DRAFT For all that happens in H.E. Bates’ story and John Irvin’s film A Month by the Lake, Lake Como might as well be “Lake Coma.” Bates’ original story includes a lovely picnic in the summer of 1937 meant to enhance the slow-paced relationship of the middle-aged English spinster Miss Bentley and the earnest bachelor Major Wilshaw, who is aroused (if that’s the best word) while watching Miss Bentley eat a fig: As the major watched Miss Bentley quietly peeling a ripe fig and then sucking the light pink flesh from the broken purple balloon of skin he made up his mind that he would, somehow, get her to walk with him, after lunch, farther up the mountainside.
Shy about sexuality, Bate’s is effusive about food: “For the picnic lunch, there were piles of cold pork and salami, pink stacks of ham, two dishes of pâté, a whole Bel Paese, large nests of hard-boiled eggs, much bread and two baskets of fruit, mostly green and black grapes, with a few last blue figs and big butter-coloured pears. There were four flasks of Valpolicella to drink, with white vermouth for those who preferred it, and mineral water for the angels [children]. Irvin’s picnic blanket is chock-a-block food so neatly arranged that it resembles a still life painting. Unfortunately, the camera never gets close enough to differentiate the foods.–And Miss Bentley does eat a fig.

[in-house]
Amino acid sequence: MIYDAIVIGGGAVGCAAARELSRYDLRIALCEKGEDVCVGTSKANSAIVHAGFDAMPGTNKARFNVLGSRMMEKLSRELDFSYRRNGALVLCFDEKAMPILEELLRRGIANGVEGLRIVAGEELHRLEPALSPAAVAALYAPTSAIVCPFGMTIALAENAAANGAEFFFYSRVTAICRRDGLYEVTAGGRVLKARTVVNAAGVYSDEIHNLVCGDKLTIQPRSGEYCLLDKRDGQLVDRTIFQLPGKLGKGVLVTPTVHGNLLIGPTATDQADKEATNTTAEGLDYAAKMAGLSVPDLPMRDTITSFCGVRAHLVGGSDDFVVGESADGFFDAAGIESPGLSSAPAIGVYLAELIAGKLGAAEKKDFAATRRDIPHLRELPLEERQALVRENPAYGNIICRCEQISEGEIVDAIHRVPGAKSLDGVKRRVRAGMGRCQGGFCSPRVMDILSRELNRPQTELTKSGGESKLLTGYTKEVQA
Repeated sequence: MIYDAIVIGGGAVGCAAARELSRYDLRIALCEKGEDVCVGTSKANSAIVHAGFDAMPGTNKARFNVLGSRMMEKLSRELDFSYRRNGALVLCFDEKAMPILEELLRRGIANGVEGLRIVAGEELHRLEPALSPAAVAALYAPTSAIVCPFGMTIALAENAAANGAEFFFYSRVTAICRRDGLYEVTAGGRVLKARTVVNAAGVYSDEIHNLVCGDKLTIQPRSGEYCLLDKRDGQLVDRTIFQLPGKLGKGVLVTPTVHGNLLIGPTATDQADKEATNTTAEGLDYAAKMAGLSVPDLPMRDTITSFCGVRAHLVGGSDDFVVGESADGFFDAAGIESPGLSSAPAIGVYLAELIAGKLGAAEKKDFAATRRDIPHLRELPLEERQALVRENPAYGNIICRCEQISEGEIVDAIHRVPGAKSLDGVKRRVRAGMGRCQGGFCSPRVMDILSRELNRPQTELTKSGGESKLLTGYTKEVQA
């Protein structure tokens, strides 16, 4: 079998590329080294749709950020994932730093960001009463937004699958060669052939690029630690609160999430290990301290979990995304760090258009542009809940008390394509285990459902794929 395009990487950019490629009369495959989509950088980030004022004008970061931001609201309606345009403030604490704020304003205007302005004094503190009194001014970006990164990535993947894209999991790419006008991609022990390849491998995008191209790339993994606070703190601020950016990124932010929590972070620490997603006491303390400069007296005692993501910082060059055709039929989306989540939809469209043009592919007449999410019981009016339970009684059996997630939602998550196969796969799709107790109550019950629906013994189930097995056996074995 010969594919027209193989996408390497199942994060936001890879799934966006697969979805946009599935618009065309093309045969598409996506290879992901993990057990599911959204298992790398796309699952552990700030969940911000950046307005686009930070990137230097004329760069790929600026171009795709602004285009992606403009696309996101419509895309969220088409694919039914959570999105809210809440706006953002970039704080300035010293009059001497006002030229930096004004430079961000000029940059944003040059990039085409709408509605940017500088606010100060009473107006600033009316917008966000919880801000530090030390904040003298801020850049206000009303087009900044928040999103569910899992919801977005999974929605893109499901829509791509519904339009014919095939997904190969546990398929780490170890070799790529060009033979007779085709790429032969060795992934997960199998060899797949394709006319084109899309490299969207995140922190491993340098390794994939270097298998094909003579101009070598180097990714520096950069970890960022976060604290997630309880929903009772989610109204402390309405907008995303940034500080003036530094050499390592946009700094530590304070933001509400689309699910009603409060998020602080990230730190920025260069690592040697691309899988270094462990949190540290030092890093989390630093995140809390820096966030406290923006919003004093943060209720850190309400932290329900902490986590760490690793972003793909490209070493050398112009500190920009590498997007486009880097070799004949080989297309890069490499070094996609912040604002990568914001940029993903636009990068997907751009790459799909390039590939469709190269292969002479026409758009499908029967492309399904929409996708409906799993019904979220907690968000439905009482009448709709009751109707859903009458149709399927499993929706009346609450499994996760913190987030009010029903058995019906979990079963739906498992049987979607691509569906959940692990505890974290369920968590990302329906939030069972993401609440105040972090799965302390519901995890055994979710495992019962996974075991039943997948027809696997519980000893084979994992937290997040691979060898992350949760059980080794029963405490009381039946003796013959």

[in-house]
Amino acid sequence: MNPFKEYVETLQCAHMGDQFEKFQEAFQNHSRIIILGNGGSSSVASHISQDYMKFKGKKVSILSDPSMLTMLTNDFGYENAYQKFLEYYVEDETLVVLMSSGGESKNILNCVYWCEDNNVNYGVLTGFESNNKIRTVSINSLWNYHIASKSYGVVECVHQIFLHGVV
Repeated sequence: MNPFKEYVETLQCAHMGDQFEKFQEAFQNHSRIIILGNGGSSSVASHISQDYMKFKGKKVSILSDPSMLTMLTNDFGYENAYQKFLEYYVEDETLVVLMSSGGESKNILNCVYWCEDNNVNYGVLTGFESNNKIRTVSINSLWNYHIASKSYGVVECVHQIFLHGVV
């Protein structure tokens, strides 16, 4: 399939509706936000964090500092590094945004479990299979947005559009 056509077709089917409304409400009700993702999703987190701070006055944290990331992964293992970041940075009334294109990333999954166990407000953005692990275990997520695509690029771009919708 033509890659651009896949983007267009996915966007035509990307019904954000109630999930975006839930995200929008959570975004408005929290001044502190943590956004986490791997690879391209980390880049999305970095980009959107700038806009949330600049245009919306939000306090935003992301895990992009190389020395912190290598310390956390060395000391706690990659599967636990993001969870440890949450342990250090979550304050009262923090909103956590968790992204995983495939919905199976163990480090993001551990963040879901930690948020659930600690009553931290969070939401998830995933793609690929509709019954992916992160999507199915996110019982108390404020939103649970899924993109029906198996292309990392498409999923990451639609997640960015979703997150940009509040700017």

Features image: John Irvin. A Month by the Lake (1995). Screenplay by Trevor Bentham and Josep Llurba based on H.E. Bates’ story (1964). A picnic on the grass with Vittorio Balsarei (Alessandro Gassman), Miss Beaumont (Uma Thurman), Major Wilshaw (Edward Fox), Signor Bonizzoni (Carlo Cartier).
See H.E. Bates. A Month by the Lake and other Stories. New York: New Directions, 1987. Also Picnicsonfilm.org.